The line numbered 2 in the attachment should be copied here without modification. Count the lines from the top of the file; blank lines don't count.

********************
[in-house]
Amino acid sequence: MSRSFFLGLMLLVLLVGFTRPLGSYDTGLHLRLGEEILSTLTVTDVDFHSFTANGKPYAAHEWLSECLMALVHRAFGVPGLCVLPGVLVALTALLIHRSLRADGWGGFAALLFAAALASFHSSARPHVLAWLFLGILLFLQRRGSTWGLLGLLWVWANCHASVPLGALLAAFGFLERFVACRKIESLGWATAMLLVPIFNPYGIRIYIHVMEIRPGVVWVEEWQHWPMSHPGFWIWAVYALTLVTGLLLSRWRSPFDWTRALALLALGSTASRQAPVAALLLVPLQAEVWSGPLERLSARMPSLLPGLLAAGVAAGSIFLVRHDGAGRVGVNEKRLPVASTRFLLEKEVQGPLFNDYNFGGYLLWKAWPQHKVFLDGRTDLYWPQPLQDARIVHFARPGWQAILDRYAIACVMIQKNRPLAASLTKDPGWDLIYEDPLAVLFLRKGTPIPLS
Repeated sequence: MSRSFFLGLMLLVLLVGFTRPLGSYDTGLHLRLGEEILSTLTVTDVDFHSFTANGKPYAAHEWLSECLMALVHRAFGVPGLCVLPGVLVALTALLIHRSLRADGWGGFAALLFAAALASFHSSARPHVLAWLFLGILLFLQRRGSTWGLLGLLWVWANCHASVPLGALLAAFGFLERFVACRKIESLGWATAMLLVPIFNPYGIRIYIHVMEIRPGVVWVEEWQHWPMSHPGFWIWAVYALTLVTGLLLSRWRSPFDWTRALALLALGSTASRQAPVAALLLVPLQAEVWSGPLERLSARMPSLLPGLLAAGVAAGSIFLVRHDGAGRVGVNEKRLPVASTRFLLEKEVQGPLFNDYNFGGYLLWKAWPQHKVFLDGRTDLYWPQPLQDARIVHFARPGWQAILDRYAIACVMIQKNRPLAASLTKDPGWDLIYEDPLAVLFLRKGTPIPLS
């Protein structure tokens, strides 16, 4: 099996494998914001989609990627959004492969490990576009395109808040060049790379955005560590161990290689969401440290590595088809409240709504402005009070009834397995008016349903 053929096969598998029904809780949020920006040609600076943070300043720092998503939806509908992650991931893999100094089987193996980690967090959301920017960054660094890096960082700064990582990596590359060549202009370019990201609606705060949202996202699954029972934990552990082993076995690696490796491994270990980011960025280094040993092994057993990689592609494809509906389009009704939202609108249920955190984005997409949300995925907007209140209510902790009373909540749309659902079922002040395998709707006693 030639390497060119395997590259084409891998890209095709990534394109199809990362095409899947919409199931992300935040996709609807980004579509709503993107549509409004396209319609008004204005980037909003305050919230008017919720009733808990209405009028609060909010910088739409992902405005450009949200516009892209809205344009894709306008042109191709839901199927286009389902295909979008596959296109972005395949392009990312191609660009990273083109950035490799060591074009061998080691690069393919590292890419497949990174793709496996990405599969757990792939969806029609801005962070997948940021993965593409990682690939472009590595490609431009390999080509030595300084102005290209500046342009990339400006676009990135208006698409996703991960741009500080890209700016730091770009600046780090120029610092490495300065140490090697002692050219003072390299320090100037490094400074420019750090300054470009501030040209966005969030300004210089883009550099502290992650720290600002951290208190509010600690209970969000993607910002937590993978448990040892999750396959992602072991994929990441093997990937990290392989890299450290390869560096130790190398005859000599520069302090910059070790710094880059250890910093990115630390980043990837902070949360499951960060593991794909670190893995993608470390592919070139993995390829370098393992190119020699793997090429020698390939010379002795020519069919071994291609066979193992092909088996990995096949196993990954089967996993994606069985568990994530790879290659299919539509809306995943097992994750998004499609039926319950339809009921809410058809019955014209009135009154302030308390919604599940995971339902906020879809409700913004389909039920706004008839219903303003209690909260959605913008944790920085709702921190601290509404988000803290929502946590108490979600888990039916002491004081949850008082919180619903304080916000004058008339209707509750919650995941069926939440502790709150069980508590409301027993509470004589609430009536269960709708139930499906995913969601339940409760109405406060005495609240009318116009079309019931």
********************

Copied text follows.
Amino acid sequence: MSRSFFLGLMLLVLLVGFTRPLGSYDTGLHLRLGEEILSTLTVTDVDFHSFTANGKPYAAHEWLSECLMALVHRAFGVPGLCVLPGVLVALTALLIHRSLRADGWGGFAALLFAAALASFHSSARPHVLAWLFLGILLFLQRRGSTWGLLGLLWVWANCHASVPLGALLAAFGFLERFVACRKIESLGWATAMLLVPIFNPYGIRIYIHVMEIRPGVVWVEEWQHWPMSHPGFWIWAVYALTLVTGLLLSRWRSPFDWTRALALLALGSTASRQAPVAALLLVPLQAEVWSGPLERLSARMPSLLPGLLAAGVAAGSIFLVRHDGAGRVGVNEKRLPVASTRFLLEKEVQGPLFNDYNFGGYLLWKAWPQHKVFLDGRTDLYWPQPLQDARIVHFARPGWQAILDRYAIACVMIQKNRPLAASLTKDPGWDLIYEDPLAVLFLRKGTPIPLS